Music in the Streets

By Lindsey Rodrian, Photos by Rita Hill

It is no secret that music brings people together. Still, the ladies of Downtown Stockton Alliance (DSA) are nothing short of starry-eyed as they talk of the charitable, excited, and talented community members they’ve encountered since launching their program, Music to Our Ears.

DSA’s CEO, Cindy Fargo, became interested in offering Stocktonians such an experience after noticing the success of similar programs in other cities. “We all loved the idea, but weren’t sure how to go about it,” Sylwia Qualls, Communications and Graphics Manager, explains. A chat with her husband, a teacher at One Charter AVPA High school, resulted in the program’s first piano donation. “And that was the start of it.”

With the ball in motion, Downtown Stockton Alliance connected with the community via social media, sharing their vision for the project and their need for piano donations—and artists to decorate. “An overwhelming amount of people started calling in,” Sylwia adds. “Donating pianos, their time, or their talents.”

Donated pianos are paired with artists who use the piano as a canvas in which to express a personal story, a tale of their hometown, or a local legacy. The instrument-turned-art is displayed in a public place, (like a storefront, coffee house, or shopping center) just begging to be played! “We want people to come play music for the community!” Sylwia smiles. And play they do.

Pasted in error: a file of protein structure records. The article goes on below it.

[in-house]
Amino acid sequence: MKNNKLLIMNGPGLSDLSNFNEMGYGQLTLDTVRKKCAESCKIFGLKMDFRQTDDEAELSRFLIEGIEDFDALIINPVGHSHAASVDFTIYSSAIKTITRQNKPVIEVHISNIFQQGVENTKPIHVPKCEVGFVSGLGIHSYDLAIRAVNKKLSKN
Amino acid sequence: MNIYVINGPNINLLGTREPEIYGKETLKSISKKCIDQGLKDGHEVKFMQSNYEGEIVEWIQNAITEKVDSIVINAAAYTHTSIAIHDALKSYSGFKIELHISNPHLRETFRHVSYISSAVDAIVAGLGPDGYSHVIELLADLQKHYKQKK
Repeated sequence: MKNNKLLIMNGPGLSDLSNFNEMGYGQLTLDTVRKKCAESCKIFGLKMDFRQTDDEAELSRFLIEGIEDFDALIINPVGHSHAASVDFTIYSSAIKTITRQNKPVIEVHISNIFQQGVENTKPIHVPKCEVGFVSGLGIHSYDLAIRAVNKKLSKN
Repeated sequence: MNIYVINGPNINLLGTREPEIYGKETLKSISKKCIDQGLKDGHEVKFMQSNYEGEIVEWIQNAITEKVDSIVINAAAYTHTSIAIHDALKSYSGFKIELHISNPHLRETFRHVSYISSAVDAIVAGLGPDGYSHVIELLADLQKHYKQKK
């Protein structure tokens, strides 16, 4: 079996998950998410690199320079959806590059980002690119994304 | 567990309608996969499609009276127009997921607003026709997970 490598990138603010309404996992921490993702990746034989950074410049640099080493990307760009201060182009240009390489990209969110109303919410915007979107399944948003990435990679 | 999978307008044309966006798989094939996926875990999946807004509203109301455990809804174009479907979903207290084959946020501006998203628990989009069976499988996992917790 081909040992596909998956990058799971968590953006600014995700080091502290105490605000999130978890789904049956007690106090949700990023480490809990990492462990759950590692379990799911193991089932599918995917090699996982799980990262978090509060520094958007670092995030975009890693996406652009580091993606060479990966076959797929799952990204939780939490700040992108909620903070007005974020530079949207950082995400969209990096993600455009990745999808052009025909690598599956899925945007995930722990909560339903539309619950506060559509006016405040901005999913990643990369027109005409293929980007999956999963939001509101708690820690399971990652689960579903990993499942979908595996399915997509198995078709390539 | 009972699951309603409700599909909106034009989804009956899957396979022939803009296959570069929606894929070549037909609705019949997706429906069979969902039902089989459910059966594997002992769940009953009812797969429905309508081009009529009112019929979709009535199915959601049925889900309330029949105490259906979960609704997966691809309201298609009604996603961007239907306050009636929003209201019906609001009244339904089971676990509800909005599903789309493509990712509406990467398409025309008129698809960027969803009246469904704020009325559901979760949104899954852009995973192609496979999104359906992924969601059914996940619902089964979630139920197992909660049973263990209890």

As both entertainment and an artistic outlet—the program goes beyond as it serves as a community connector. “People tend to generalize and have preconceived notions, but these pianos break the barriers. They show you that what’s on the outside is not necessarily underneath,” Sylwia says.

And, they enchant our children. “In most places, people–and especially children–are not allowed to touch the pianos,” Sylwia notes. “But here you’re encouraged!”

In an effort to ignite downtown, the program’s coordinators can’t be more pleased with how it’s been received. With over 20,000 people occupying the area Monday through Friday, these people typically walk from point A to point B without much engagement. Now, people stop on the sidewalk to enjoy a pianist; brighten someone’s day with their talents; share in a nostalgic moment.

“It’s such a great medium for community bonding, in so many ways. You can play, you can paint, you can listen, you can dance, you can promote. It touches all backgrounds and all ages.”

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